1.

Polynomials in real life  
2.

Linear polynomials  
3.

Quadratic polynomials  
4.

Intersections of lines and parabolas  
5.

Cubic polynomials  
6.

Polynomials of higher degree  
7.

Calculation of polynomials 
The program opens with examples of polynomial curves that appear in real life, including parabolic trajectories and the use of cubic splines in designing sailboats.
Polynomials are systematically classified by degree. Linear polynomials are discussed first; their graphs are straight lines of various slope.
Quadratic polynomials are discussed next. Their graphs are parabolas, the prototype being the graph of y = x^{2}. Animation shows how the Cartesian equation changes when the curve is translated vertically or horizontally or subjected to a vertical change of scale.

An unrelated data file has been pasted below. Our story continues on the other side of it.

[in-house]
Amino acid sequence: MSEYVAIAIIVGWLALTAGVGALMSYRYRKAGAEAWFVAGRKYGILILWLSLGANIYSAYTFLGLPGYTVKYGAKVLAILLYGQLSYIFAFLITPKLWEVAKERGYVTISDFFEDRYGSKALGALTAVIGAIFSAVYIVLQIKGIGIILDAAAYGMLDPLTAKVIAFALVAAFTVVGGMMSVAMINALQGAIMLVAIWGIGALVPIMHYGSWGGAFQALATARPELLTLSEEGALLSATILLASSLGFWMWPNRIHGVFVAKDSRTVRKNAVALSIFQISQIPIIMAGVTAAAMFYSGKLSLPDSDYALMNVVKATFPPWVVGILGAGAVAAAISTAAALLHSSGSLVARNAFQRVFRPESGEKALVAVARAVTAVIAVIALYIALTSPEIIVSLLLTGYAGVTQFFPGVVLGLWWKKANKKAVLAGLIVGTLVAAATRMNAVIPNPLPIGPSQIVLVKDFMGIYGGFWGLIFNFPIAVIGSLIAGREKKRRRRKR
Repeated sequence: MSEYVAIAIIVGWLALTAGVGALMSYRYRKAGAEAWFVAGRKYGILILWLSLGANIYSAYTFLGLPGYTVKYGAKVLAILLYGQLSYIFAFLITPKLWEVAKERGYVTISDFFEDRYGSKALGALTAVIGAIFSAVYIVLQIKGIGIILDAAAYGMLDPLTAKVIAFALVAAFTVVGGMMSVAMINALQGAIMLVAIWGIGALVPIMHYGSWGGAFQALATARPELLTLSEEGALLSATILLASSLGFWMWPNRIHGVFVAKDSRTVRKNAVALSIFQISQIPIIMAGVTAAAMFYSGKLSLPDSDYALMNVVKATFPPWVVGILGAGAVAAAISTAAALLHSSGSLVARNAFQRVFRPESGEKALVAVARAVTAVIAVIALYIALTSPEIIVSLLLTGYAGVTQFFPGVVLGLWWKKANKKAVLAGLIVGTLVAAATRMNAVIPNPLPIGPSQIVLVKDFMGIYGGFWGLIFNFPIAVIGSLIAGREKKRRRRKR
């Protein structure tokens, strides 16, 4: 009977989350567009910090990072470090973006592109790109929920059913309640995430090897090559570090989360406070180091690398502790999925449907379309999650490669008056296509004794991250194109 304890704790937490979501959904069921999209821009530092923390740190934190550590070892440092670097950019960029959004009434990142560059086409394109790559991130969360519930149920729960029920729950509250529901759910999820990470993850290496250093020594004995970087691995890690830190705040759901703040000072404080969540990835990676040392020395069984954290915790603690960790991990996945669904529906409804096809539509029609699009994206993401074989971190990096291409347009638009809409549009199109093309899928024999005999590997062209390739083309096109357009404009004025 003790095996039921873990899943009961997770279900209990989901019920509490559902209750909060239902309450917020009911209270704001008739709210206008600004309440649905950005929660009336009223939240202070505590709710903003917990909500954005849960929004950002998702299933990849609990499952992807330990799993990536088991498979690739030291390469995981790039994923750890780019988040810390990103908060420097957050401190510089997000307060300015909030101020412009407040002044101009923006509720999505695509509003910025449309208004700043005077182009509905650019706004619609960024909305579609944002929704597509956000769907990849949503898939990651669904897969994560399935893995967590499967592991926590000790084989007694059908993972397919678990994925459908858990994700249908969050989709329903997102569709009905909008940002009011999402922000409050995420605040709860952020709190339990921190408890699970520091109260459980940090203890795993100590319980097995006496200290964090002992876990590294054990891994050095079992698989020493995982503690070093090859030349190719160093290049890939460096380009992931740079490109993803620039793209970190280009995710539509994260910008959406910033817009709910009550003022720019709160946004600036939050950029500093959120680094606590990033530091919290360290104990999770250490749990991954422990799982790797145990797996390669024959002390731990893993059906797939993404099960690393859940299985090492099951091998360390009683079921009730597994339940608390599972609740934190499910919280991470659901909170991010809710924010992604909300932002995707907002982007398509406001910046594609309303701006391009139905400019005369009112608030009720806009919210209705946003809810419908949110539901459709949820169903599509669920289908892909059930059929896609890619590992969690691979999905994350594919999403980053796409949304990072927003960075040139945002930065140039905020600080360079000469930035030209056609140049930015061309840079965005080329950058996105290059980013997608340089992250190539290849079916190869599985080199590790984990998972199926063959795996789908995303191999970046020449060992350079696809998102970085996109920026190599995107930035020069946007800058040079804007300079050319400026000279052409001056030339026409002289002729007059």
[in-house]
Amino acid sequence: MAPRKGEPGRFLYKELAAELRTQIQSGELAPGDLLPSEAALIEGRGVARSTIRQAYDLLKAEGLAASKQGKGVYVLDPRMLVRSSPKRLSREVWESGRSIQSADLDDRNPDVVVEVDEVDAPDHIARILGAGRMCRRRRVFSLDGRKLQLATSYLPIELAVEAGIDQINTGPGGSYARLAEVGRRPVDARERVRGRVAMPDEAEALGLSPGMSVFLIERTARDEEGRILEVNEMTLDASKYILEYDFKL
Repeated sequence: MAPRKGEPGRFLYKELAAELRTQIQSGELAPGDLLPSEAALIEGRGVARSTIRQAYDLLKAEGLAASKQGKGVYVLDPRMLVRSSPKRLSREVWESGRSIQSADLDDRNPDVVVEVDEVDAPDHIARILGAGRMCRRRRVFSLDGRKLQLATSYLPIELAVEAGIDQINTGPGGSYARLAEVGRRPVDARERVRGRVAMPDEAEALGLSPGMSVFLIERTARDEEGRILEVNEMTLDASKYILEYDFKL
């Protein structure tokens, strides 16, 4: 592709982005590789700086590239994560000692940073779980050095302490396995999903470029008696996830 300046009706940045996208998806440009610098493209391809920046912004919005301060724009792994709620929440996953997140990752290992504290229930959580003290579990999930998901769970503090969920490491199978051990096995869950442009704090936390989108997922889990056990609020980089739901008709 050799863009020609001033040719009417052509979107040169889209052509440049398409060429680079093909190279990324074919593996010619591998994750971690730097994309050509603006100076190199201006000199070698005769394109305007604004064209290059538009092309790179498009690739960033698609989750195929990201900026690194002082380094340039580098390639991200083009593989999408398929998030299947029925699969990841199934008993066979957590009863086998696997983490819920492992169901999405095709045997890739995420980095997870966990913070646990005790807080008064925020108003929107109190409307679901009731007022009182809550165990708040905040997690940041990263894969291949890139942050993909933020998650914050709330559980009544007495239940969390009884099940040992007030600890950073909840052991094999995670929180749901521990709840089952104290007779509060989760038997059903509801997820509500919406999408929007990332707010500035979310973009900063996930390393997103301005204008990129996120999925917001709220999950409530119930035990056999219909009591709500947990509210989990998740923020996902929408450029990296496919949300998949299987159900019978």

Cubic polynomials are treated next, with discussion of zeros, local maxima and minima, and points of inflection. There are three prototypes y = x^{3}, y = x^{3} + x, and y = x^{3}  x. All cubics can be obtained by horizontal or vertical translation or by horizontal or vertical change of scale, or by taking mirror images.
A similar discussion is given for quartics and higher degree polynomials, all of which have infinitely many prototypes.